Call for recognition of Deafblindness as a distinct disability in Ireland

A presentation to the Joint Oireachtas Committee on Health and Children on Thursday, May 24, will call for official recognition of Deafblindness as a distinct disability, and increased state support for specific essential services for people living with dual sensory loss.

According to the European definition of Deafblindness, a person is considered Deafblind if their combination of vision and hearing loss causes difficulty with access to information, communication and mobility. The disability is also referred to as dual sensory impairment or dual sensory loss.

Having a hearing impairment or a vision impairment creates many challenges for people. Having a combination of both hearing and vision loss creates another set of challenges because one sense cannot adequately compensate for the loss of the other.

It is estimated that over 10,000 people in Ireland are currently living with dual sensory loss and this figure is expected to increase as a result of our ageing population and increased survival rates for infants with severe disabilities. There are currently more than 80 different causes of Deafblindness, including genetic conditions such as Usher syndrome, pre-natal congenital complications, post-natal non-congenital complications and older age.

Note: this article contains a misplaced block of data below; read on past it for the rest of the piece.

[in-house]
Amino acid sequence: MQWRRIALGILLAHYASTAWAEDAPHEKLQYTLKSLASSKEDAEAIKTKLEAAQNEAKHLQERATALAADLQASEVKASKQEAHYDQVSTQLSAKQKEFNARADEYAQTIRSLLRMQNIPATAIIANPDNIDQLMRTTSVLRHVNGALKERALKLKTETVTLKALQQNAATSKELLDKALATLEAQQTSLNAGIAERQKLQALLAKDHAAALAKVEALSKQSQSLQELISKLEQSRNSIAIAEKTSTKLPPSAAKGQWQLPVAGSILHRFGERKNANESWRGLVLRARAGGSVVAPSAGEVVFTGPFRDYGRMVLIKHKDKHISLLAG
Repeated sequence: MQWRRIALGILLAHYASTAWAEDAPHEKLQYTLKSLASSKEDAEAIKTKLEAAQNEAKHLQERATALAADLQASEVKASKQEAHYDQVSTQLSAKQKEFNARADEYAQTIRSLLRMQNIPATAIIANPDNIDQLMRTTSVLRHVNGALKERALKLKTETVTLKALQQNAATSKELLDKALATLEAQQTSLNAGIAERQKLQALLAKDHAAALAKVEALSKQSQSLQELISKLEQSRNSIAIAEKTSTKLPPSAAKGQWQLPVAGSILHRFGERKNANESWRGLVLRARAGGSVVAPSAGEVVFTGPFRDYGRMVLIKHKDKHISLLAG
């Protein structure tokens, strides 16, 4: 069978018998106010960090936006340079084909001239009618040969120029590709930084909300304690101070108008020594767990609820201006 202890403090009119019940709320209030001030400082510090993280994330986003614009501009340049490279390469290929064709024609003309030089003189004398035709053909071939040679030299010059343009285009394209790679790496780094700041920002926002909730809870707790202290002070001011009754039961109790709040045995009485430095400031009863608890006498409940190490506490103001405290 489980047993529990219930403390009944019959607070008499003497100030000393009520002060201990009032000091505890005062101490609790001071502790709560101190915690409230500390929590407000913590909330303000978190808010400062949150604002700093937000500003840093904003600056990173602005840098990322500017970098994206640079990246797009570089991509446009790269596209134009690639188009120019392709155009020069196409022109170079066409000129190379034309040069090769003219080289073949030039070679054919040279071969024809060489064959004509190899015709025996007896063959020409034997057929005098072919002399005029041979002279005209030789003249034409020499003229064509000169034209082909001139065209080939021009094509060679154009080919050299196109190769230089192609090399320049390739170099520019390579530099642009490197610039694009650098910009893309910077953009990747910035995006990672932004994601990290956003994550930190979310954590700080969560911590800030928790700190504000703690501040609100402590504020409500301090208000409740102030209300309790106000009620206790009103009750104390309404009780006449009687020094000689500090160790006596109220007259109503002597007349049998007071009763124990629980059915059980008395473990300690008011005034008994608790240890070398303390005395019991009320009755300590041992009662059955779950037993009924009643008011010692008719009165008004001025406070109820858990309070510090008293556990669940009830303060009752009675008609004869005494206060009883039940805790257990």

The UN Convention on the Rights of Person’s with Disabilities makes a clear distinction between people who are Deaf, people who are blind and people who are Deafblind. Ireland has signed up to this Convention but is one of the few European countries that has yet to ratify it.

Only once ‘Deafblindness’ is recognised as a disability, can a care pathway be developed and implemented and appropriate supports identified and provided.

Deafblind people need specific means of communication to have access to education, career opportunities, leisure and social life. Knowledge about the communication abilities and difficulties that a person who is deafblind has can guide public policies to create measures that aim at improving access to communication and information and therefore independence.

The presentation to the Joint Oireachtas Committee will be made accessible to the Deaf community through sign language for first time. Sign language interpreting will also be added to the recording of the meeting and made available to download from Oireachtas TV after the event allowing sign language users to observe Irish democracy in effect for the first time in the history of the State.

Fighting Blindness is joining with the Anne Sullivan Centre and other stakeholder groups and calling on Government to recognise Deafblindness as a distinct disability so that appropriate services can be made available for people living with dual sensory loss.